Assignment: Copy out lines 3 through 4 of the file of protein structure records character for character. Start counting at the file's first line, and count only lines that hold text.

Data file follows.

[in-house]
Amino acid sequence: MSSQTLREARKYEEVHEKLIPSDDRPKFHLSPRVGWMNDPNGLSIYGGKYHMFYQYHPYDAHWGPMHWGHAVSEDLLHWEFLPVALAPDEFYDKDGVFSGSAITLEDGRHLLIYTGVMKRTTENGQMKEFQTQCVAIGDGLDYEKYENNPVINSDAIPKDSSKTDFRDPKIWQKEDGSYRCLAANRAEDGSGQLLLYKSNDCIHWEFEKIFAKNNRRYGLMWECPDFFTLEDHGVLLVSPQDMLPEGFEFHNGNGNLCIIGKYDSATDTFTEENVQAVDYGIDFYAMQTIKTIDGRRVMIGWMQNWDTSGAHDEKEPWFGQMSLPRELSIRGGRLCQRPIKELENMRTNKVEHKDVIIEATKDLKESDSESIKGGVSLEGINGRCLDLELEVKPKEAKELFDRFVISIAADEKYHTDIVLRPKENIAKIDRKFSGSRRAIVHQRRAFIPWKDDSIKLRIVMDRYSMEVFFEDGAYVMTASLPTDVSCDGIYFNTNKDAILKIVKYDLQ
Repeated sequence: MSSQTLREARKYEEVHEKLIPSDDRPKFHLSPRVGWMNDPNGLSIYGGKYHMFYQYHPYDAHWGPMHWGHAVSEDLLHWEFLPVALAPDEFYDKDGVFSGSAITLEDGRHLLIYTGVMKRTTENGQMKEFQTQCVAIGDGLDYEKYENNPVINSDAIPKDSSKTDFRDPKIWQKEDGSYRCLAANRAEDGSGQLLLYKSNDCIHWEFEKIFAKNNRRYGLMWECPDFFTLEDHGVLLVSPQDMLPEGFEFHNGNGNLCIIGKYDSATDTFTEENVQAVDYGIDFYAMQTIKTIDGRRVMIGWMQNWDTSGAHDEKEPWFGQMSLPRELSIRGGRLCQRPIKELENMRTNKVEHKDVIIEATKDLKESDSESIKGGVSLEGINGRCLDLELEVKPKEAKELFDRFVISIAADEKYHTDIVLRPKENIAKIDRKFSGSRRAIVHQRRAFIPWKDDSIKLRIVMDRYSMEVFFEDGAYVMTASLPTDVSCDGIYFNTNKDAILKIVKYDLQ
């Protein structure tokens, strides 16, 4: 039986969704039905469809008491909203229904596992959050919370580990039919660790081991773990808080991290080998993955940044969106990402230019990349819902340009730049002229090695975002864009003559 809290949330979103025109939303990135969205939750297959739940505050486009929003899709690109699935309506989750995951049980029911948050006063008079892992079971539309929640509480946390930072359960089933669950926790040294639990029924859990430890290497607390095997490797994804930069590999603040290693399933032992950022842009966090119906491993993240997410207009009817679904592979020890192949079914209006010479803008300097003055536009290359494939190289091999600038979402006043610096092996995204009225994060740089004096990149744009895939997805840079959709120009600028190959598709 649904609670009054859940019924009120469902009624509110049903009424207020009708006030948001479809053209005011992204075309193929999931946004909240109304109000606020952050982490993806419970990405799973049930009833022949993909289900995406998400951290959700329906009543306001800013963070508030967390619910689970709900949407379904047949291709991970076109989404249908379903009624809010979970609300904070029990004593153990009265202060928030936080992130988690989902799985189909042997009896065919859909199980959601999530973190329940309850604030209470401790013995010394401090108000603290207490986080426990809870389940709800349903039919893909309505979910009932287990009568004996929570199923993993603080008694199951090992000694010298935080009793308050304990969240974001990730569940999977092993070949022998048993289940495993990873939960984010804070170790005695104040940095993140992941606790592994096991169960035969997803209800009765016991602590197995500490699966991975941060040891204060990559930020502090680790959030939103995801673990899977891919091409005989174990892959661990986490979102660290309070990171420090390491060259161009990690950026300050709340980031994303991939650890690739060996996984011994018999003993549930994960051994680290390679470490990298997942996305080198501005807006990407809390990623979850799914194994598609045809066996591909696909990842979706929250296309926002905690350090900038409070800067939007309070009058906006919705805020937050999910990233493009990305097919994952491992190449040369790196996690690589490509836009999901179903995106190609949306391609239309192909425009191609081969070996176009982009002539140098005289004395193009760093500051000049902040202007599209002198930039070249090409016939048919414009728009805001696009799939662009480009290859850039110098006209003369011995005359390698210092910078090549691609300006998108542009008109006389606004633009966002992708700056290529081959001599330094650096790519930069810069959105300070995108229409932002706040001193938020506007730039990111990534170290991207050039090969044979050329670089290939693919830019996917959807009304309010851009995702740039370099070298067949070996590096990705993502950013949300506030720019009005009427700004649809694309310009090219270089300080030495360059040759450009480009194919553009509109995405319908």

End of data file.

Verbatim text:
Repeated sequence: MSSQTLREARKYEEVHEKLIPSDDRPKFHLSPRVGWMNDPNGLSIYGGKYHMFYQYHPYDAHWGPMHWGHAVSEDLLHWEFLPVALAPDEFYDKDGVFSGSAITLEDGRHLLIYTGVMKRTTENGQMKEFQTQCVAIGDGLDYEKYENNPVINSDAIPKDSSKTDFRDPKIWQKEDGSYRCLAANRAEDGSGQLLLYKSNDCIHWEFEKIFAKNNRRYGLMWECPDFFTLEDHGVLLVSPQDMLPEGFEFHNGNGNLCIIGKYDSATDTFTEENVQAVDYGIDFYAMQTIKTIDGRRVMIGWMQNWDTSGAHDEKEPWFGQMSLPRELSIRGGRLCQRPIKELENMRTNKVEHKDVIIEATKDLKESDSESIKGGVSLEGINGRCLDLELEVKPKEAKELFDRFVISIAADEKYHTDIVLRPKENIAKIDRKFSGSRRAIVHQRRAFIPWKDDSIKLRIVMDRYSMEVFFEDGAYVMTASLPTDVSCDGIYFNTNKDAILKIVKYDLQ
């Protein structure tokens, strides 16, 4: 039986969704039905469809008491909203229904596992959050919370580990039919660790081991773990808080991290080998993955940044969106990402230019990349819902340009730049002229090695975002864009003559 809290949330979103025109939303990135969205939750297959739940505050486009929003899709690109699935309506989750995951049980029911948050006063008079892992079971539309929640509480946390930072359960089933669950926790040294639990029924859990430890290497607390095997490797994804930069590999603040290693399933032992950022842009966090119906491993993240997410207009009817679904592979020890192949079914209006010479803008300097003055536009290359494939190289091999600038979402006043610096092996995204009225994060740089004096990149744009895939997805840079959709120009600028190959598709 649904609670009054859940019924009120469902009624509110049903009424207020009708006030948001479809053209005011992204075309193929999931946004909240109304109000606020952050982490993806419970990405799973049930009833022949993909289900995406998400951290959700329906009543306001800013963070508030967390619910689970709900949407379904047949291709991970076109989404249908379903009624809010979970609300904070029990004593153990009265202060928030936080992130988690989902799985189909042997009896065919859909199980959601999530973190329940309850604030209470401790013995010394401090108000603290207490986080426990809870389940709800349903039919893909309505979910009932287990009568004996929570199923993993603080008694199951090992000694010298935080009793308050304990969240974001990730569940999977092993070949022998048993289940495993990873939960984010804070170790005695104040940095993140992941606790592994096991169960035969997803209800009765016991602590197995500490699966991975941060040891204060990559930020502090680790959030939103995801673990899977891919091409005989174990892959661990986490979102660290309070990171420090390491060259161009990690950026300050709340980031994303991939650890690739060996996984011994018999003993549930994960051994680290390679470490990298997942996305080198501005807006990407809390990623979850799914194994598609045809066996591909696909990842979706929250296309926002905690350090900038409070800067939007309070009058906006919705805020937050999910990233493009990305097919994952491992190449040369790196996690690589490509836009999901179903995106190609949306391609239309192909425009191609081969070996176009982009002539140098005289004395193009760093500051000049902040202007599209002198930039070249090409016939048919414009728009805001696009799939662009480009290859850039110098006209003369011995005359390698210092910078090549691609300006998108542009008109006389606004633009966002992708700056290529081959001599330094650096790519930069810069959105300070995108229409932002706040001193938020506007730039990111990534170290991207050039090969044979050329670089290939693919830019996917959807009304309010851009995702740039370099070298067949070996590096990705993502950013949300506030720019009005009427700004649809694309310009090219270089300080030495360059040759450009480009194919553009509109995405319908």